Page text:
Bird Banding at JANY (MAPS)

Acronyms. They can drive you crazy.

MAPS = Monitoring Avian Productivity and Survivorship.
JANY = Jamestown Audubon New York

Yellow-bellied Sapsucker Siblings

Yellow-bellied Sapsucker Siblings - banded at Tom LeBlanc's SWAT (MAPS) Banding Station in Allegany State Park

Each MAPS station needs a unique four-letter code for the database. Tom’s station at Allegany is SWAT, which is not an acronym, but an activity you engage in while visiting: the bugs can be thick there! You can read about his banding adventures at monarchbfly.com.

There are also four-letter codes for the bird names. These are abbreviations, not acronyms.

Juvenile American Robin
This is an AMRO – American Robin

Someday, he might look like his daddy:
Handsome male American Robin

House Wren
This is a HOWR – House Wren

This particular HOWR had a beak that didn’t line up properly:
House Wren's Crooked Beak
Shall we call her a HOWR with a CRBI (crooked bill)?

Gray Catbird
GRCA = Gray Catbird

Now, you might be thinking, “Oh, I get it! Use the first two letters of the first name and the first two letters of the second name. Easy!”

Not so fast…

Yellow Warbler
This one (from last week) is a YWAR – Yellow Warbler – which I don’t get. There is no other bird called YEWA, so why YWAR?

The hyphenated names, too, get weird, though some are logical – like Tom’s Yellow-bellied Sapsuckers above. They are, of course, YBSA.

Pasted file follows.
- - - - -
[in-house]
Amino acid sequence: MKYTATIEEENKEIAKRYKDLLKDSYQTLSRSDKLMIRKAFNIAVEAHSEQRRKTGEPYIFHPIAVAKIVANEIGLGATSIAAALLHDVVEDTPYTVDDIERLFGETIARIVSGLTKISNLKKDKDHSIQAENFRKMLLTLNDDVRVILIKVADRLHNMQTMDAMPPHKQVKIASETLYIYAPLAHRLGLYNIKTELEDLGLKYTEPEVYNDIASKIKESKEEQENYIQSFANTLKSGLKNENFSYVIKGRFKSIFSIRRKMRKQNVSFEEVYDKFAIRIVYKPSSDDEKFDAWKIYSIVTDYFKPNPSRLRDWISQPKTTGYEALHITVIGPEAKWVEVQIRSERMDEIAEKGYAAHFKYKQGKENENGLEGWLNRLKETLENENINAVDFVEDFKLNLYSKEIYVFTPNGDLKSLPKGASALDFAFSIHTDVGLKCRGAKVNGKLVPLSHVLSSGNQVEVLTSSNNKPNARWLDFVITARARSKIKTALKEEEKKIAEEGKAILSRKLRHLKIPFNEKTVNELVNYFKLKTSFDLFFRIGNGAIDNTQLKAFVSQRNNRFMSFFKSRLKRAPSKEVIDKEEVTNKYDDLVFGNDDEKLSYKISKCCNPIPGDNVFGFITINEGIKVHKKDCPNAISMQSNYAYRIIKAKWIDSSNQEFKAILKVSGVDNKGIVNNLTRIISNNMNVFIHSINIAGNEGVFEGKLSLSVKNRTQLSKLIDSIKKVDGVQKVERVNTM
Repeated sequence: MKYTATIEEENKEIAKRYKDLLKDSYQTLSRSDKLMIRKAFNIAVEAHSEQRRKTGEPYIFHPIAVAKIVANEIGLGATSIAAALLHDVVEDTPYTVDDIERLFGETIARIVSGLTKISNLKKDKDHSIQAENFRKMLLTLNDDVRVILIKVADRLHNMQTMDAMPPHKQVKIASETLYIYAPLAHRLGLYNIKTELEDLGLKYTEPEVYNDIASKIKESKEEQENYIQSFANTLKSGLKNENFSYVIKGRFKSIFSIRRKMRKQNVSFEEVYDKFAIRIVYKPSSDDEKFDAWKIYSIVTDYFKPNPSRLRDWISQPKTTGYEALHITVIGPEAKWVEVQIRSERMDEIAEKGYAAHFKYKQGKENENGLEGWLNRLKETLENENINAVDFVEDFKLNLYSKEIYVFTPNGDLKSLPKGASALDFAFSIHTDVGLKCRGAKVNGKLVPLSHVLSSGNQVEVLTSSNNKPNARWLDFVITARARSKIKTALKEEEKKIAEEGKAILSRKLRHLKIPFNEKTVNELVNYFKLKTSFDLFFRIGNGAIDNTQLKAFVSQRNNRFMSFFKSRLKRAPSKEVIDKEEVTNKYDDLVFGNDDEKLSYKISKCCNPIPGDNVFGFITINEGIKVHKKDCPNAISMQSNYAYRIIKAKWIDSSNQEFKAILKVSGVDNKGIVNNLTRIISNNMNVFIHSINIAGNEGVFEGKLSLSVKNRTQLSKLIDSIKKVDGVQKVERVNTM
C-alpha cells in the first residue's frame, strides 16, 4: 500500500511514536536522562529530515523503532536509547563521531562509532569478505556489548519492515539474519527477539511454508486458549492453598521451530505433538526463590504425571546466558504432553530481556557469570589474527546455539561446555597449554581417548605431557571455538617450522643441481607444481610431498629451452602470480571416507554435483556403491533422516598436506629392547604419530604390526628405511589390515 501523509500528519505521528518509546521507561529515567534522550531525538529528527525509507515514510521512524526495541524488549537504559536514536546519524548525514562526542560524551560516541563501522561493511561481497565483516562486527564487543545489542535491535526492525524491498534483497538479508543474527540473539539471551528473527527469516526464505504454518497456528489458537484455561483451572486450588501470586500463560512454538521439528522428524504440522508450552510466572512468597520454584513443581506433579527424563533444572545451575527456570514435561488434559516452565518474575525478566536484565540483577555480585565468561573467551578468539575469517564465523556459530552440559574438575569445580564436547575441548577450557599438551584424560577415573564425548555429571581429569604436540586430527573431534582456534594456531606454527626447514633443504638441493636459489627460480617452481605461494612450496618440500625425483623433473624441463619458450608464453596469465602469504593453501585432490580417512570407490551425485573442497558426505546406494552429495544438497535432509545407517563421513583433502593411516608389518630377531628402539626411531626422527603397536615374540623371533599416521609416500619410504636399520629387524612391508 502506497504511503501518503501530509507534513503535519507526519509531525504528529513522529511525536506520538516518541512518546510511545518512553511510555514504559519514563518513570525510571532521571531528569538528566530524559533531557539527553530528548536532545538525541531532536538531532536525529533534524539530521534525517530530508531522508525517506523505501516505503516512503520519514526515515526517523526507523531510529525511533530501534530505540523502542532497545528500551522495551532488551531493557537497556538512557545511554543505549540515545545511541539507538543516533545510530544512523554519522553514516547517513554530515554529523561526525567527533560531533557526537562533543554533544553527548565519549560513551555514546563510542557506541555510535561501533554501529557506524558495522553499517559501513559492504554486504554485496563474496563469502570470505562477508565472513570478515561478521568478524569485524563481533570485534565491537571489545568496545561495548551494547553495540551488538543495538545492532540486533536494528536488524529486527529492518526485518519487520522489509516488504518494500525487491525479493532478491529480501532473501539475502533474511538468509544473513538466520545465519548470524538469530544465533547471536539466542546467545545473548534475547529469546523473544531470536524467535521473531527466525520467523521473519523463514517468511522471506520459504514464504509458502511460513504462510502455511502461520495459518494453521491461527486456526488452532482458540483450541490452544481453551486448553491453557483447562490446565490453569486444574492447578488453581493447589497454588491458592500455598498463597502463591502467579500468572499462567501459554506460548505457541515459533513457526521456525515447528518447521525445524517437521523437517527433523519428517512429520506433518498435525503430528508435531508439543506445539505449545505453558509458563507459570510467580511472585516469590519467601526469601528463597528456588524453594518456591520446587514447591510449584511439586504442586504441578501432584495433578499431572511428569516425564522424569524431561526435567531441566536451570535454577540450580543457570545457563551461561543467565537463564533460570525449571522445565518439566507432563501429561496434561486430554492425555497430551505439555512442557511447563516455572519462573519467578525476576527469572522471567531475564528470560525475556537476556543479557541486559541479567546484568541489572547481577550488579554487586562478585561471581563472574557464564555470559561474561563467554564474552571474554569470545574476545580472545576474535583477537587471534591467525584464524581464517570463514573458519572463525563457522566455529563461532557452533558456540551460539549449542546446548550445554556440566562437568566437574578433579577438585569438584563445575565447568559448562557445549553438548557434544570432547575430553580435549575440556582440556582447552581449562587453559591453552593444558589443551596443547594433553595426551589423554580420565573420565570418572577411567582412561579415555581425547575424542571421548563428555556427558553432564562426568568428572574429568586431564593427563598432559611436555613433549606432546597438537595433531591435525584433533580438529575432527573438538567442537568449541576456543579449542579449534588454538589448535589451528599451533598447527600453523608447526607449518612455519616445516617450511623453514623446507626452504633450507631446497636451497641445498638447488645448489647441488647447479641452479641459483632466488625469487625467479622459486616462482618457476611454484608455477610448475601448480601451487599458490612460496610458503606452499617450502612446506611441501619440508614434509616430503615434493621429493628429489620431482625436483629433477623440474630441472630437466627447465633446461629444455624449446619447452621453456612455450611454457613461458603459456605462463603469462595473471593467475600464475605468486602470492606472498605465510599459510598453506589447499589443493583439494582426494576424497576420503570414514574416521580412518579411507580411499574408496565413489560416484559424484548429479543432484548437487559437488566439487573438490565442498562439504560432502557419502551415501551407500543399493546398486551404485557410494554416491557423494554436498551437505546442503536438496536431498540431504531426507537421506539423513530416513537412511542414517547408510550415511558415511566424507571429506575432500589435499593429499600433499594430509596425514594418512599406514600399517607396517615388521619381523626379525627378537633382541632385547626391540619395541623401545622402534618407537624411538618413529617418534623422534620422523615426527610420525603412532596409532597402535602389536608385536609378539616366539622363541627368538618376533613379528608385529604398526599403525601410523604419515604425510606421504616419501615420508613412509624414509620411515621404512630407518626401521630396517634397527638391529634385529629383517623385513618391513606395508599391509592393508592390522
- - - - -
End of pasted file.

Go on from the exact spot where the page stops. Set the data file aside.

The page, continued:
This week, we were most delighted to recapture this fellow:

Hooded Warbler
HOWA – Hooded Warbler

He is the one that got away last week before weighing and before pictures, for which we teased poor Eric mercilessly. And we made him hold the bird for pictures:

Eric holds the one who got away
Eric and HOWA

I had to leave at 7:45am to go to work. I’m sure they caught lots more COBI (cool birds) after I left. (I made that last one up myself!)

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One thought on “Bird Banding at JANY (MAPS)

  1. Funny co-incidence . . . it looks like BBL has just changed the alpha code for yellow warbler to YEWA. It makes some sense, but doesn’t that collide with the breeding population of yellow wagtails (YWAG) up in Alaska?

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